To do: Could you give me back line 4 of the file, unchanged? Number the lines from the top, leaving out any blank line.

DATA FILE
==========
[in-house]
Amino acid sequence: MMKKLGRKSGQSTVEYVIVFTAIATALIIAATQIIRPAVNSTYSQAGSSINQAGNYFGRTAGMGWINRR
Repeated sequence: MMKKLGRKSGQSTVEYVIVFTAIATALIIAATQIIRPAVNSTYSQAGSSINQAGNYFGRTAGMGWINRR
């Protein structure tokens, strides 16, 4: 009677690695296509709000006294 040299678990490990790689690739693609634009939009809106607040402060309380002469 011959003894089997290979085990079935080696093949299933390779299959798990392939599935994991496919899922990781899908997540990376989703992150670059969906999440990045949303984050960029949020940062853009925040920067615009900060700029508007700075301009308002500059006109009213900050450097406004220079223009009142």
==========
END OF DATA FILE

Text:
């Protein structure tokens, strides 16, 4: 009677690695296509709000006294 040299678990490990790689690739693609634009939009809106607040402060309380002469 011959003894089997290979085990079935080696093949299933390779299959798990392939599935994991496919899922990781899908997540990376989703992150670059969906999440990045949303984050960029949020940062853009925040920067615009900060700029508007700075301009308002500059006109009213900050450097406004220079223009009142």